This is why hyponatremic patient require monitoring of urine output. When urine output exceeds 100 ml/hour, urine osmolality should be obtained. A urine osmolality less than 100 mosm confirms free water diuresis, putting the patient at risk of rapid overcorrection.
What are your immediate next steps?
Consult a nephrologist. While the patient may require an infusion of D5W to replace free water, they will likely need desmopressin (exogenous ADH) to stop further free water diuresis and reverse the overly rapid correction hyponatremia. The typical dose of desmopressin is 1-2 mcg, which can be repeated every 8 hours. Electrolytes should be monitored every 2 hours. This should be done in consultation with a nephrologist or internal medicine specialist.
The patient is given desmopressin and has regular monitoring of electrolytes and urine output. Following correction of her serum sodium less than 6 mmol/L/day, she improves and when extubated gives a clear history of inappropriately high water intake, attempting to compensate for a viral illness. She was subsequently discharged with a diagnosis of polydypsia without complication.
EM Cases hyponatremia management algorithm
Drs. Helman, Brokenshire and Misch have no conflicts of interest to declare
Spasovski G, Vanholder R, Allolio B, et al. Clinical practice guideline on diagnosis and treatment of hyponatraemia. Nephrol Dial Transplant. 2014;29 Suppl 2:i1-i39. Full PDF
Sterns RH, Hix JK, Silver S. Treating profound hyponatremia: a strategy for controlled correction. Am J Kidney Dis. 2010;56:(4)774-9. Full PDF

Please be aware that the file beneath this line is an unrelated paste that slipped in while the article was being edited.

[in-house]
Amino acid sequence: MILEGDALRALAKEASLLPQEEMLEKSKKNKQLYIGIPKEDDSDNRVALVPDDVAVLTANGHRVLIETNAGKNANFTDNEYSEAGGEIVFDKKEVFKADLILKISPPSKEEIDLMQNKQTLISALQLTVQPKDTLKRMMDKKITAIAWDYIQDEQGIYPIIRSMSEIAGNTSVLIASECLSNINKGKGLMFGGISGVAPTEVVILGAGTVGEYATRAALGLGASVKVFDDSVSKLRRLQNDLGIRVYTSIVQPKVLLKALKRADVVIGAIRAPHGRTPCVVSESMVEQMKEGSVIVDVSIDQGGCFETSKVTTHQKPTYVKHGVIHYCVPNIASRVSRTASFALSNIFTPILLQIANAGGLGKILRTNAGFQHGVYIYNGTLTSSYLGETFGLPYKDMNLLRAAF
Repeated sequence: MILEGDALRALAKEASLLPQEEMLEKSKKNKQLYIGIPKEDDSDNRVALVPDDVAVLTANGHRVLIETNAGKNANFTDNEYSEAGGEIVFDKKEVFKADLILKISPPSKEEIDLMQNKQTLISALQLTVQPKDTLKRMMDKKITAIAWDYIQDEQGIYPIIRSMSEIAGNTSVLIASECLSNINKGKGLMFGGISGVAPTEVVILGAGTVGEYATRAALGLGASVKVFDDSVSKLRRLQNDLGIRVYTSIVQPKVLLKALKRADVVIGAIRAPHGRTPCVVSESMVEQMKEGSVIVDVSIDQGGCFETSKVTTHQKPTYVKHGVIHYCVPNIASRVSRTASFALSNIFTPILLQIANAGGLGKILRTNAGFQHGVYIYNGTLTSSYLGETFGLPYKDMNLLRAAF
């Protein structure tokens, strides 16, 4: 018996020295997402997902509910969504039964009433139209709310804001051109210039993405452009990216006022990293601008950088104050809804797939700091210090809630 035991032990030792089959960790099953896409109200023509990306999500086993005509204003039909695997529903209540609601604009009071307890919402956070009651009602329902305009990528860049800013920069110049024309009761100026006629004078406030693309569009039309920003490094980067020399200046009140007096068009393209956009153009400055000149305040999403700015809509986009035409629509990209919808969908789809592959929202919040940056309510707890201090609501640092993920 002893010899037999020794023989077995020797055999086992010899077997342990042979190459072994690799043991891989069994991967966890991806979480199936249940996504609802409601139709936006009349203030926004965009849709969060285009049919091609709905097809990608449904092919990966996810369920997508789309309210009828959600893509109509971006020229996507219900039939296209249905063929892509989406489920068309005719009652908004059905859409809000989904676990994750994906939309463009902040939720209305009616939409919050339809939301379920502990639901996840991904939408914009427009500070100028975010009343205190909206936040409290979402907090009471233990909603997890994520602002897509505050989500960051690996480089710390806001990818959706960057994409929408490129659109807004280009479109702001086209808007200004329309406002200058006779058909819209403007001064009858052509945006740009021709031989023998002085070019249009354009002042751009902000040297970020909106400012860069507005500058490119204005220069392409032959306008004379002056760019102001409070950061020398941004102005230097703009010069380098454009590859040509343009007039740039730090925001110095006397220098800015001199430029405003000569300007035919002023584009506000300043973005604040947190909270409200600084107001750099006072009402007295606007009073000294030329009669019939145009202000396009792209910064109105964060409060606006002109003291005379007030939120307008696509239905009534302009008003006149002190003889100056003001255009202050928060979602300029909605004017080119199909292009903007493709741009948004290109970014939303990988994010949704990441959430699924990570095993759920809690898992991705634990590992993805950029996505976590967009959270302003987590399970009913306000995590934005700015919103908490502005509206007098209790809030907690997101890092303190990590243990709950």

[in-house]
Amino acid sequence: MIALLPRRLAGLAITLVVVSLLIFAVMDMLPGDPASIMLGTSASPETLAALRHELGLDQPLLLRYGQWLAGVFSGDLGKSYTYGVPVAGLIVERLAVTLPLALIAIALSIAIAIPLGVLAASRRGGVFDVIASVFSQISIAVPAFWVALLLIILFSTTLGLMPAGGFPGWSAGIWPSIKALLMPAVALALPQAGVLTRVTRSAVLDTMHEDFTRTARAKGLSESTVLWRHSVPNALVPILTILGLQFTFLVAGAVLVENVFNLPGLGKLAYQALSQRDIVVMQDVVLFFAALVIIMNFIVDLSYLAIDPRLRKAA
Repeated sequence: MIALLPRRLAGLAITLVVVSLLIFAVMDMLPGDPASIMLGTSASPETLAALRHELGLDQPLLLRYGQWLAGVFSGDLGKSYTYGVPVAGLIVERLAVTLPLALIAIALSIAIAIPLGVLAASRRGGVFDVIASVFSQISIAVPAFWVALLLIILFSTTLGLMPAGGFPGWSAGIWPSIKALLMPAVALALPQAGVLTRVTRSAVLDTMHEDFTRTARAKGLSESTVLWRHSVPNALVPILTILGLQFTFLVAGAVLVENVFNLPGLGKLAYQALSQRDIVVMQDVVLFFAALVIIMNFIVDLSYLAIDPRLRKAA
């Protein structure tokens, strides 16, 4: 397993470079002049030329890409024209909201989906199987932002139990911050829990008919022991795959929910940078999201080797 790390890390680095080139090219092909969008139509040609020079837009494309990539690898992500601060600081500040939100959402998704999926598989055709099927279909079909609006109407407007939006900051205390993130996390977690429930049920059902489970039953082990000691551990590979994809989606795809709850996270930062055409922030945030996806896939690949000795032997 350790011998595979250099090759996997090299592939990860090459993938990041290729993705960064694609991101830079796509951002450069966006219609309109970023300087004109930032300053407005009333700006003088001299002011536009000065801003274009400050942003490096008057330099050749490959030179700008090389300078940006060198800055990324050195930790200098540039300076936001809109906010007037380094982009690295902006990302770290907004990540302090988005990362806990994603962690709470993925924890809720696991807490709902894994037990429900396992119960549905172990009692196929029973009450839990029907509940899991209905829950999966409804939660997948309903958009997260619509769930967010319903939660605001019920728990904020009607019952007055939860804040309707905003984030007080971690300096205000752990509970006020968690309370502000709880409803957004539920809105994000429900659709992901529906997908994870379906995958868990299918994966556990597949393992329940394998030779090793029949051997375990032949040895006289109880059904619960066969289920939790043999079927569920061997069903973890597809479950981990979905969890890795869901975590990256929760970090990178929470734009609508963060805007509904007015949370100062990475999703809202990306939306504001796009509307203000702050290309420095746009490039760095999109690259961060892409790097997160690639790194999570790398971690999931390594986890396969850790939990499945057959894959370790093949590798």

Alleman AM. Osmotic demyelination syndrome: central pontine myelinolysis and extrapontine myelinolysis. Semin Ultrasound CT MR. 2014;35:(2)153-9. Abstract
Other FOAMed Resources on Hyponatremia
Hi Anton, I wonder why you used hypertonic saline instead of hypertonic bicarb. despite the presence of PH of 7.04, is it the fear of worsening the hypokalemia or something else?
The patient has a anion gap metabolic acidosis most likely due to an elevated lactate from the seizure. This will rapidly correct itself. There is no non-anion gap acidosis in this case and there is hypokalemia. While 8.4% bicarbonate will likely actually briefly increase the serum K due to solute drag, it will induce a metabolic alkalosis in this patient once the lactic acidosis is cleared. Therefore I think there isn’t much rational to use 3% saline over 8.4% NaHCO3 if it’s a small volume and used to emergently raise the Na level. If for example, the patient’s VBG was pH 7.04, pCO2 47, HCO3 13 and chemistry showed Na 110, Cl 78 (instead of 72), lactate 5.7, and HCO3 13, then there would be a theoretical advantage to using 8.4% NaHCO3 over 3% saline, as the sodium bicarbonate would simultaneously treat the hyponatremia and non-anion gap metabolic acidosis, whereas the 3% saline would worsen the NAGMA.